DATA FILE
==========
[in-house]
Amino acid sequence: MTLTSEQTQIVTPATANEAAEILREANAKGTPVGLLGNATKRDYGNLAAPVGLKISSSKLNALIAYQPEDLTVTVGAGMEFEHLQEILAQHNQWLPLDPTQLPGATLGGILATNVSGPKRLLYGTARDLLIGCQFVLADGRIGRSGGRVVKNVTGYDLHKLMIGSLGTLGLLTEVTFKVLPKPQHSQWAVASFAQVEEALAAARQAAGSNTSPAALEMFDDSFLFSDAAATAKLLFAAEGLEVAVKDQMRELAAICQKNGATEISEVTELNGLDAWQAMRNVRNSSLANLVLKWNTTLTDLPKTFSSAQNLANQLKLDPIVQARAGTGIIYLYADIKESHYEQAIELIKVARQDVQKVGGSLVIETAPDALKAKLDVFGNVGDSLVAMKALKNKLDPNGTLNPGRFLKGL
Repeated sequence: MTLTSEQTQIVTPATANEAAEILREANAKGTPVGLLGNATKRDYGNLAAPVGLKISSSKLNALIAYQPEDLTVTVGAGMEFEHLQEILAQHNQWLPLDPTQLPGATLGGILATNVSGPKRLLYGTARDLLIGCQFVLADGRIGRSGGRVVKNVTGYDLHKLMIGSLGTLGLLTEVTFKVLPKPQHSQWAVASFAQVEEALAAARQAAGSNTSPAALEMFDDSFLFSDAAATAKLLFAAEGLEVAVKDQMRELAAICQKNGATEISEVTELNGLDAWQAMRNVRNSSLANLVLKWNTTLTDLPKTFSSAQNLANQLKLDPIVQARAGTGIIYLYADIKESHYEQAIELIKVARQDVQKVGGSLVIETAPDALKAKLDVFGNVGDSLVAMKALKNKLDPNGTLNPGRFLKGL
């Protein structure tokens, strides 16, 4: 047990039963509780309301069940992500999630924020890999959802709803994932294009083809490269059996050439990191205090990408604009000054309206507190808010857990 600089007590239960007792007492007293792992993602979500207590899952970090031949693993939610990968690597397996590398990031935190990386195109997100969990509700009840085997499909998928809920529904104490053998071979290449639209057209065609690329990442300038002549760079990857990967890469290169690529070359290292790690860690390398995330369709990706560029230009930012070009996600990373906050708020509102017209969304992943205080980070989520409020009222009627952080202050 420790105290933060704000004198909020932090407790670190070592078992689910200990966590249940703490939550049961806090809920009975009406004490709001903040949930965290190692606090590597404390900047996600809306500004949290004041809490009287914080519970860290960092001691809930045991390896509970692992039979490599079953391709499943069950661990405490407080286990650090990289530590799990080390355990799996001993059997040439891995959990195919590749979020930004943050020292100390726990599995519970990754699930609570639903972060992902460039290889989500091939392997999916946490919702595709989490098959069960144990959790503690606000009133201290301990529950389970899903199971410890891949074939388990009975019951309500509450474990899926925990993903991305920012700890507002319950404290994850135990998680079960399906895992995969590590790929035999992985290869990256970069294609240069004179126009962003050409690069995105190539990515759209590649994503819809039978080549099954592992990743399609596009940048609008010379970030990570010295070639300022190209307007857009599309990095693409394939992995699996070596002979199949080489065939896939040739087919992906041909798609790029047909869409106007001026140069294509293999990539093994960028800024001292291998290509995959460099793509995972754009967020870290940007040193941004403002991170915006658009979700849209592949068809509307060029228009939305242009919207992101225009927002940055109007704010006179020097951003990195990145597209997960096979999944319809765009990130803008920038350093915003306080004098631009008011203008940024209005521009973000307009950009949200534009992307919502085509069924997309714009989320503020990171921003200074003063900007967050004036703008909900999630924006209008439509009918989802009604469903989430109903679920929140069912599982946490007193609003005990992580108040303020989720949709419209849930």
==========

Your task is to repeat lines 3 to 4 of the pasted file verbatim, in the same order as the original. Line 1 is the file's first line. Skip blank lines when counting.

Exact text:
Repeated sequence: MTLTSEQTQIVTPATANEAAEILREANAKGTPVGLLGNATKRDYGNLAAPVGLKISSSKLNALIAYQPEDLTVTVGAGMEFEHLQEILAQHNQWLPLDPTQLPGATLGGILATNVSGPKRLLYGTARDLLIGCQFVLADGRIGRSGGRVVKNVTGYDLHKLMIGSLGTLGLLTEVTFKVLPKPQHSQWAVASFAQVEEALAAARQAAGSNTSPAALEMFDDSFLFSDAAATAKLLFAAEGLEVAVKDQMRELAAICQKNGATEISEVTELNGLDAWQAMRNVRNSSLANLVLKWNTTLTDLPKTFSSAQNLANQLKLDPIVQARAGTGIIYLYADIKESHYEQAIELIKVARQDVQKVGGSLVIETAPDALKAKLDVFGNVGDSLVAMKALKNKLDPNGTLNPGRFLKGL
């Protein structure tokens, strides 16, 4: 047990039963509780309301069940992500999630924020890999959802709803994932294009083809490269059996050439990191205090990408604009000054309206507190808010857990 600089007590239960007792007492007293792992993602979500207590899952970090031949693993939610990968690597397996590398990031935190990386195109997100969990509700009840085997499909998928809920529904104490053998071979290449639209057209065609690329990442300038002549760079990857990967890469290169690529070359290292790690860690390398995330369709990706560029230009930012070009996600990373906050708020509102017209969304992943205080980070989520409020009222009627952080202050 420790105290933060704000004198909020932090407790670190070592078992689910200990966590249940703490939550049961806090809920009975009406004490709001903040949930965290190692606090590597404390900047996600809306500004949290004041809490009287914080519970860290960092001691809930045991390896509970692992039979490599079953391709499943069950661990405490407080286990650090990289530590799990080390355990799996001993059997040439891995959990195919590749979020930004943050020292100390726990599995519970990754699930609570639903972060992902460039290889989500091939392997999916946490919702595709989490098959069960144990959790503690606000009133201290301990529950389970899903199971410890891949074939388990009975019951309500509450474990899926925990993903991305920012700890507002319950404290994850135990998680079960399906895992995969590590790929035999992985290869990256970069294609240069004179126009962003050409690069995105190539990515759209590649994503819809039978080549099954592992990743399609596009940048609008010379970030990570010295070639300022190209307007857009599309990095693409394939992995699996070596002979199949080489065939896939040739087919992906041909798609790029047909869409106007001026140069294509293999990539093994960028800024001292291998290509995959460099793509995972754009967020870290940007040193941004403002991170915006658009979700849209592949068809509307060029228009939305242009919207992101225009927002940055109007704010006179020097951003990195990145597209997960096979999944319809765009990130803008920038350093915003306080004098631009008011203008940024209005521009973000307009950009949200534009992307919502085509069924997309714009989320503020990171921003200074003063900007967050004036703008909900999630924006209008439509009918989802009604469903989430109903679920929140069912599982946490007193609003005990992580108040303020989720949709419209849930």